Compassionate account of running a literary reading group among convicts at Maryland’s Jessup maximum security prison.
Psychoanalyst and author Brottman (Humanistic Studies/Maryland Institute Coll. of Art; The Great Grisby: Two Thousand Years of Literary, Royal, Philosophical, and Artistic Dog Lovers and Their Exceptional Animals, 2014, etc.) hypothesizes that her own hardscrabble British childhood left her able to relate to criminal outcasts. “I’ve long been preoccupied with the lives of people generally considered unworthy of sympathy,” she writes. Beginning as a volunteer during her sabbatical, she’s kept the reading group going for over three years, despite her concerns that “the compulsion that draws me to these men is less an allegiance than…a form of survivor’s guilt.” Brottman argues that even dark literary works can salve the desperation of a long prison sentence, and she captures the camaraderie created within the group. Each chapter focuses on the group’s reactions to a particular work, while she develops the inmates’ personal stories in the context of prison’s rigors. Her perspective on her subjects becomes disarming, although several have committed murder and others struggle with mental illness. Brottman’s literary selections tend to be bleak and difficult: she began with Heart of Darkness and “Bartleby, the Scrivener” and then moved on to transgressive work by Charles Bukowski and William Burroughs. “To them,” she writes, “as to [Bukowski stand-in] Henry Chinaski, brutality was a fact of nature.” The book group remains a sought-after activity. The author claims that almost “no one dropped out unless they were released or transferred,” even as funding for such programs has diminished. Brottman’s own literary discussion is thoughtful, but the main appeal is the developing bond with her allegedly unsalvageable students, whose warmth and perceptiveness constantly surprise her. As one observes regarding Poe’s “The Black Cat,” “they bury us alive without thinking twice about it.”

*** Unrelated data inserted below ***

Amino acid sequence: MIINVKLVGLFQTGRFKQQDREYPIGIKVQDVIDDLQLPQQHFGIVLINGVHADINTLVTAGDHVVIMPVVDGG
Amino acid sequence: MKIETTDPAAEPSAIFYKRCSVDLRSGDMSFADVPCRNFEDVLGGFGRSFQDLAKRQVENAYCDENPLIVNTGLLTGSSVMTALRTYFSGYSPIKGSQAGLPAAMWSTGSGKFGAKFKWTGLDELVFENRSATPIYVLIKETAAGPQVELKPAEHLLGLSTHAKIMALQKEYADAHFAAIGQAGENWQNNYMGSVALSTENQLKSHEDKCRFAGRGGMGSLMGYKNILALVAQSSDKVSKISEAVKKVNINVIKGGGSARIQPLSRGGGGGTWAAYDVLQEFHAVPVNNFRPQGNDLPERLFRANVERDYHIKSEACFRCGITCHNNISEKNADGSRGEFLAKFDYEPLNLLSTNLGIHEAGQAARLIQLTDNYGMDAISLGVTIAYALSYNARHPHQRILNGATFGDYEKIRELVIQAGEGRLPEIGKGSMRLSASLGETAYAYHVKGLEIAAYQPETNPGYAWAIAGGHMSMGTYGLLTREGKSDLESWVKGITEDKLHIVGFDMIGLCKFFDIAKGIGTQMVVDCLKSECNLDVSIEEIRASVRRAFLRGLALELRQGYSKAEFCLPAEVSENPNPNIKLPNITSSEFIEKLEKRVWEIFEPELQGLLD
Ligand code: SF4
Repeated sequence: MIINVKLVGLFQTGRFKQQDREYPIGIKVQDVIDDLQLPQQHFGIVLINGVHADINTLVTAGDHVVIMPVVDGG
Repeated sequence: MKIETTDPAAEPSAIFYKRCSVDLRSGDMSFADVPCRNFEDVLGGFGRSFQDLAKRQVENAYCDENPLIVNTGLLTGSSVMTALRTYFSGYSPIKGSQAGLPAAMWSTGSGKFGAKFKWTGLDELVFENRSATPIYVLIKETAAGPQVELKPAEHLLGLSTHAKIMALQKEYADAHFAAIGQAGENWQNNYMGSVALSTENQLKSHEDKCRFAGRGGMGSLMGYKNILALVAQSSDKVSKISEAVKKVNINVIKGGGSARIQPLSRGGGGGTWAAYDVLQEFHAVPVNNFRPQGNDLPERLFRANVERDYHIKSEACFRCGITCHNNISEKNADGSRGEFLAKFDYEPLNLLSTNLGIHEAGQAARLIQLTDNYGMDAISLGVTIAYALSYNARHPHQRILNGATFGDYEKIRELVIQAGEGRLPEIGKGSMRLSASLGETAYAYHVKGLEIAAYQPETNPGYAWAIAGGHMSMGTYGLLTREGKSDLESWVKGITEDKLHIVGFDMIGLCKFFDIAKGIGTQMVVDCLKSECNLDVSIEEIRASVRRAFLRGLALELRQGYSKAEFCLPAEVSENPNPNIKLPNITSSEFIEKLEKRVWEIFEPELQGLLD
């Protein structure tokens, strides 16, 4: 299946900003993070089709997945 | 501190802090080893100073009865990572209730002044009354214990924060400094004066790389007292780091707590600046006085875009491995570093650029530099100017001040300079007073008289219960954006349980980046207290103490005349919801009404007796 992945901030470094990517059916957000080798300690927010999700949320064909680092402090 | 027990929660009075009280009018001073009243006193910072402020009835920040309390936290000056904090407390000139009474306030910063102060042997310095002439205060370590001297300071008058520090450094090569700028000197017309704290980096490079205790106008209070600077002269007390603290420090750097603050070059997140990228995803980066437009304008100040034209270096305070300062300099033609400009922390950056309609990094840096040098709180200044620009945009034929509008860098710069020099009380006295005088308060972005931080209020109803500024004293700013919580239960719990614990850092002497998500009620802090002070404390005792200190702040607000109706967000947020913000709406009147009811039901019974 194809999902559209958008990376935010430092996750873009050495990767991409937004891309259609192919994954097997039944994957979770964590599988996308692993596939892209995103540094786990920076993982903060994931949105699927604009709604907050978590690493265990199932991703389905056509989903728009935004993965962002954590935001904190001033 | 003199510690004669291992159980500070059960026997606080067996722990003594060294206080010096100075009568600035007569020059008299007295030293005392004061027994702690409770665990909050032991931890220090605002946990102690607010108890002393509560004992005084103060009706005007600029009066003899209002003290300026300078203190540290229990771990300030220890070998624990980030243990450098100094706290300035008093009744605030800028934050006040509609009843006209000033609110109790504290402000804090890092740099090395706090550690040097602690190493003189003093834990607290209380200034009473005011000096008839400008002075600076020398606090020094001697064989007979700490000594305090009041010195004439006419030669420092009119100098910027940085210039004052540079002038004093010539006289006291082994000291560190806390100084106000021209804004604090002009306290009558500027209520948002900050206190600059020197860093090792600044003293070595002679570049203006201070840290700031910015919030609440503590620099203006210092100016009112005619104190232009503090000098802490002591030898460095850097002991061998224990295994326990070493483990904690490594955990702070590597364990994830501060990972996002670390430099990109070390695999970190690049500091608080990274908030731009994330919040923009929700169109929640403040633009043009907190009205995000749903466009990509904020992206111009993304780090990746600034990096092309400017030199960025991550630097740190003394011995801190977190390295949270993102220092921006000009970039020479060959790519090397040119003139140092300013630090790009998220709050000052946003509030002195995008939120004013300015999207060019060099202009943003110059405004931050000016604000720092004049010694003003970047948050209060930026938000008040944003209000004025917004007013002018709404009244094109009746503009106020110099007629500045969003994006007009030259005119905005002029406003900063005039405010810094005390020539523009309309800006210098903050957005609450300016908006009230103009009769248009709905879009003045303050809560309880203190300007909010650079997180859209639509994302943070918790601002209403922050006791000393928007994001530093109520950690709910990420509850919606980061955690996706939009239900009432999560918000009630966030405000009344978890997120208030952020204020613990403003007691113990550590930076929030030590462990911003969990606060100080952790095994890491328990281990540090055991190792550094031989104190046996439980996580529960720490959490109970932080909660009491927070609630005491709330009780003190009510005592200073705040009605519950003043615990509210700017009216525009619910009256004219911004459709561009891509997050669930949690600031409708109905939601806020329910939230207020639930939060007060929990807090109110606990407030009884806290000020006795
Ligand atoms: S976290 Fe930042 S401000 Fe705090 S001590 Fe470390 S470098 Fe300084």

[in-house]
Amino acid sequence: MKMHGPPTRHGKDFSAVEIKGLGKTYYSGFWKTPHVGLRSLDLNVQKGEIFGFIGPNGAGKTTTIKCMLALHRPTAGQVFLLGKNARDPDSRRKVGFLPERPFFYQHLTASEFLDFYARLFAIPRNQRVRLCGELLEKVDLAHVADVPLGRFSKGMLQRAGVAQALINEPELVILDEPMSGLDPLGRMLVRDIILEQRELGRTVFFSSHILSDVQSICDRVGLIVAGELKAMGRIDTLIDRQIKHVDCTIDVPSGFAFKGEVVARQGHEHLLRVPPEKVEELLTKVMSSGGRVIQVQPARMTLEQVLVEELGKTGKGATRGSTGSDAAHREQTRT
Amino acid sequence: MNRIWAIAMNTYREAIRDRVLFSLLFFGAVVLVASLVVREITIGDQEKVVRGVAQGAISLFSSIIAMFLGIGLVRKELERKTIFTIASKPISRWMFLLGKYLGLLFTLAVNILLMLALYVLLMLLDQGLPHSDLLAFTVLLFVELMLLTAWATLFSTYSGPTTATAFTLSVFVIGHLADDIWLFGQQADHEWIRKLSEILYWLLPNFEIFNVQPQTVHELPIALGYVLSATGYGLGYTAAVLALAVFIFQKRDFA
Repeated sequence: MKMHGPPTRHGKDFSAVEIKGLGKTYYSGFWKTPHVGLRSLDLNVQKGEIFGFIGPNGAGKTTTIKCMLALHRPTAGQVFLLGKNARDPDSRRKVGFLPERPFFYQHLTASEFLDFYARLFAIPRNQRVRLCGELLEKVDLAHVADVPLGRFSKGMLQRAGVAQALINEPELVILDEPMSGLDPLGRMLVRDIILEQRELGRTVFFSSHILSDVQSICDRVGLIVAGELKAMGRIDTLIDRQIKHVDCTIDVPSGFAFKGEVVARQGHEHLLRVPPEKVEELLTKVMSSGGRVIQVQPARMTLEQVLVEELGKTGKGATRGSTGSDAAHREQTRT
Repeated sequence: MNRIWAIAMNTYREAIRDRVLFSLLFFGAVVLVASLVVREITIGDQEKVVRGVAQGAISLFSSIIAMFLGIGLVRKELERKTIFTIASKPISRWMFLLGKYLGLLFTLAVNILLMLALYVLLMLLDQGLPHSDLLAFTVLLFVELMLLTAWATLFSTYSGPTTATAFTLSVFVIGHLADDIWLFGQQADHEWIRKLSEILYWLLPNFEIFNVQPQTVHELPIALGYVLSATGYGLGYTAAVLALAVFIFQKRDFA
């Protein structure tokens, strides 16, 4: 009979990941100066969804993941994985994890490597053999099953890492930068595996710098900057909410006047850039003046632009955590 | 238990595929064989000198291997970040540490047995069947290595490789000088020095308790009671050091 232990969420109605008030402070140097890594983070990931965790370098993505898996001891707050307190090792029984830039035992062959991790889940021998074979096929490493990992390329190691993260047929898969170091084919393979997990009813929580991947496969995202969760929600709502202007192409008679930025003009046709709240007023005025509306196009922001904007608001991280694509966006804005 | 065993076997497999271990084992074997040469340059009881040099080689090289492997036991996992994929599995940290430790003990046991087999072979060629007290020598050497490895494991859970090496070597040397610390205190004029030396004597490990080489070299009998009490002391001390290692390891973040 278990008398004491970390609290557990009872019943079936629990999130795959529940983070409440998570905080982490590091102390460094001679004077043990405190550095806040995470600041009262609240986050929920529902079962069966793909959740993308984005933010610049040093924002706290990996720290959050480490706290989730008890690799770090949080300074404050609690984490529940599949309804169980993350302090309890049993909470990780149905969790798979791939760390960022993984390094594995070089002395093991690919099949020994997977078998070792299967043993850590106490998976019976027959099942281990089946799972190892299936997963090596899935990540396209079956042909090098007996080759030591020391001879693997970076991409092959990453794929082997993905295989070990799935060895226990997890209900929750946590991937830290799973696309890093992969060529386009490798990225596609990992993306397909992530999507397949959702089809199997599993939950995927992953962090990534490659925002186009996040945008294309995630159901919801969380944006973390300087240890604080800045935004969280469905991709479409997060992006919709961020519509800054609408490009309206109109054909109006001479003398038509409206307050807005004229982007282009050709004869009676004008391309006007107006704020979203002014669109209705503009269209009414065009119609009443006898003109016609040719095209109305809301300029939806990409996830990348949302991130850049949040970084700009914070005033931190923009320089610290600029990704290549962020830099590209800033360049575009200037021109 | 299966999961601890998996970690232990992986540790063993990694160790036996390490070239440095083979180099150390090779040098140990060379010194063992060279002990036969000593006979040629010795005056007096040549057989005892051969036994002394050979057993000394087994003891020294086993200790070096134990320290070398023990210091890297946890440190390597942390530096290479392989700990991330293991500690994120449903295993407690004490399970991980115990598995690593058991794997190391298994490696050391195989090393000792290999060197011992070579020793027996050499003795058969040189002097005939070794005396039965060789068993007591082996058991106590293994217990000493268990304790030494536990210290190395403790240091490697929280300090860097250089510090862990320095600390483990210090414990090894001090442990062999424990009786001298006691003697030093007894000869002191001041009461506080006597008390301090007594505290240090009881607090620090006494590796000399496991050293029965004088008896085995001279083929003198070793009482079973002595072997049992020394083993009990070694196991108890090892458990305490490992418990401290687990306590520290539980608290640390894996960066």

Will not appeal to hard-core law-and-order types, but others will find this a brave and empathetic story of how literature brings light into shadows.